Engineering the New Normal

2020.12.21 ALL

• LINE’s Engineers Respond to a Most Unusual Year by Looking to Turn Challenge into Opportunity

The past year has been a challenging one for everyone, including LINE’s international team of engineers. The rise of the Covid-19 pandemic not only caused engineering teams to scramble to learn how to work from home more than ever, but they also created major changes to the technology of LINE — how our technical resources get used, along with spurring demand and creating new opportunities.

Let’s talk to some of our engineers from Taiwan, Indonesia and Korea and learn how they are adjusting to the new work culture of 2020 while also doing what they can to build a safer world. 


In Indonesia, a portal created to fight disinformation

For LINE Indonesia software engineer Immanuel Halim Christianto, the rise of Covid-19 was most worrying because of his family. “I worry about my parents, aunties, uncles and grandparents because they’re more susceptible to the disease,” he said. 

Immanuel also had concerns about how working-from-home might affect productivity, as projects that require heavy collaboration could be more prone to miscommunication. “And indeed, the pandemic forced us to shift to ‘virtual everything.’ We kind of expected that, but we didn’t expect it to be this big,” Immanuel said. “However, despite the massive changes in our person-to-person interaction, I found the working condition to be more or less the same, or even better, because, as a software engineer, our person-to-computer interaction does not change at all.” 


Software engineer Immanuel Halim Christianto

Among LINE Indonesia’s responses to the pandemic was the launch of LINE Siaga, a website and official account created by Immanuel and his team to provide real-time updates by the Health Ministry concerning COVID-19. LINE Siaga offers reliable information about disease statistics, hospital availability, emergency numbers, the latest news and more. 

“Our motivation was first and foremost to calm people and protect them from all the hoaxes and disinformation that’s out there,” he said. “It’s impossible to combat COVID effectively if the public is making wrong decisions due to wrong information.”


When Taiwan ran out of masks

Today, Taiwan is nearly free of Covid-19, but back in February no one knew how the pandemic was going to develop. People were scared, causing a lot of panic buying of surgical masks and making them tough to find. 

In response, the Taiwanese government reacted by posting the locations of where masks could be purchased. And right away, three LINE Taiwan engineers — Julian Shen, Denny Tsai and John Liu — got the idea of creating LINE Mask Map, a feature for the LINE app to allow users to search for and buy masks. 

LINE Taiwan team in a brainstorming session

“In the middle of the night, we made a phone call to our planner proposing to make a mask map for LINE SPOT, then got started immediately the next morning,” said John. “We just wanted help others and make a contribution to society.”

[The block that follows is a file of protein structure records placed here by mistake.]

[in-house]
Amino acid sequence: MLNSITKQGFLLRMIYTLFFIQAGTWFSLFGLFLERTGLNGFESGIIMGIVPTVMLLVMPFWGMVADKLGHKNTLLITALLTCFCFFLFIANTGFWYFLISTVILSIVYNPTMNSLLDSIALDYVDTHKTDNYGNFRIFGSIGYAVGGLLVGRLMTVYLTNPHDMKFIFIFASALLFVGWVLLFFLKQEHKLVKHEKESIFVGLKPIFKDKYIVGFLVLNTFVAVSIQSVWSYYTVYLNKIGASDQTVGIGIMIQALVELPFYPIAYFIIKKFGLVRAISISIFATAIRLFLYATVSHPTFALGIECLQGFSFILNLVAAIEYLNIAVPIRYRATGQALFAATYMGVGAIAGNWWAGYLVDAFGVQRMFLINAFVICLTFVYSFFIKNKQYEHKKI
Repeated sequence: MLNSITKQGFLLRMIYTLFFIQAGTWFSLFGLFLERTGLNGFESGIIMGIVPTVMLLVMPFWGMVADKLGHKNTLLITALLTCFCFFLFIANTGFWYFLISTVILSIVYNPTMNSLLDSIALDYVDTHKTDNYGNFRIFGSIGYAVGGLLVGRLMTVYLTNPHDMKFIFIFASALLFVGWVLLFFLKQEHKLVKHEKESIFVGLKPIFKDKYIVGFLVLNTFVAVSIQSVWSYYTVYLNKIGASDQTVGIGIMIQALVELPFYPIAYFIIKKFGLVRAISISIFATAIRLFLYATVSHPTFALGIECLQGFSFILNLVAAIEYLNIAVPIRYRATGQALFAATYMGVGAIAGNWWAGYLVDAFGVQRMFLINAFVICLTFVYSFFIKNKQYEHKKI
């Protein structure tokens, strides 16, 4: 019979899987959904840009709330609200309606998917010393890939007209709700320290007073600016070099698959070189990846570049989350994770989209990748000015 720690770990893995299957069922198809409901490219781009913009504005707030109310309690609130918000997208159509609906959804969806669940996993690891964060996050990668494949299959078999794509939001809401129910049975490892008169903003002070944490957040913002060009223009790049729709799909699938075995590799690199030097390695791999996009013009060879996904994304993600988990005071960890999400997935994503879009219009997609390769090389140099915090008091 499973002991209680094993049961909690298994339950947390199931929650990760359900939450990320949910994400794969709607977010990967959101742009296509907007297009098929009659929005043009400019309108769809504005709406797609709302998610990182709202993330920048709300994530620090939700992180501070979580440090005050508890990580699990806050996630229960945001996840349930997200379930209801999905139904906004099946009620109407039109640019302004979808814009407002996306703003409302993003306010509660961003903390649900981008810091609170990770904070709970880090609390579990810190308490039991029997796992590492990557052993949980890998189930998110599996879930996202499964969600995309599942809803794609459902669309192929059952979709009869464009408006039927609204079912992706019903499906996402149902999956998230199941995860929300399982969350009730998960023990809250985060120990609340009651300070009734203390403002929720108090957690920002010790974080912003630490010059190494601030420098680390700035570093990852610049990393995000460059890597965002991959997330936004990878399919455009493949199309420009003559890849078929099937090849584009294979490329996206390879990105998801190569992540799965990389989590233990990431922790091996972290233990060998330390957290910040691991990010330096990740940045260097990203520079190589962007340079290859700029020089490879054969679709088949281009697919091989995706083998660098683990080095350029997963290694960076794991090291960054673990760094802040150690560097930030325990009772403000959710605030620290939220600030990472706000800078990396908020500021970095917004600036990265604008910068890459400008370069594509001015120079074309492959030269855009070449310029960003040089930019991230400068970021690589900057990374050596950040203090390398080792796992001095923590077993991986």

In just two days, LINE Mask Map was ready to go and it quickly made a big difference. Today, Taiwan is recognized as one of the great success stories in the fight against COVID-19, in part because the people of Taiwan took such rapid action. And LINE was proud to be part of the response. 


An opportunity to advance blockchain technology

“I had no idea when Covid-19 appeared that it would turn into such a big crisis,” said Junyong Suh, an engineer at Blockchain Lab, looking back on the year. 

Woosang Son, another engineer in the Blockchain Lab, agrees. “I’ve never experienced a major social crisis in my life,” said Son. “I was quite surprised. And I was worried about my family and children.” 

But while Suh and Son found responding to COVID-19 to be a personal challenge, they also quickly realized that it had positive potential for their digital currency business as people would naturally be more reluctant to handle physical cash. 

“It’s an opportunity for a future-oriented industry like Blockchain to make a big leap,” said Son. 

As the pandemic contributed to a shift toward digital payments around the world, Suh and Son were involved in the launch of LINE’s digital currency exchange BITFRONT in the United States, opening a LINE Blockchain platform to the public, and help LINE’s work consulting on the implementing of digital currencies for several central Asian countries.

Junyong Suh giving a presentation 


Learning to work from home

The other big part of the past year has been learning to work from home. Everyone said they appreciated saving time on long commutes and enjoying the comfort of home. And home offers other advantages, too. 

“Programming is an art form that needs inspiration,” said Immanuel. “In the past, inspiration was locked in to office hours. If I had an idea, I used to wait until tomorrow to do that. But now, I don’t have to wait until tomorrow to go to the office, I can just do it right now.” 

However, home presents other challenges. “You miss the satisfaction you get from non-work factors, like building closeness to colleagues from hanging out outside of the office,” said Suh. “Doing things together, holding events, helps to make company life more joyful and pleasant, not to mention making communications more efficient.”


Looking Ahead to 2021

The past year gave LINE’s engineers ample opportunities to propel their services forward and unlock new ideas and technologies. And in the year ahead, they all said they wanted to use what they’ve learned to take LINE to greater heights than ever.

“After COVID-19 comes to an end, I don’t want to just go back to the past ways of doing things,” said Son. “I hope we can find ways to improve our current strengths and reduce our weaknesses.”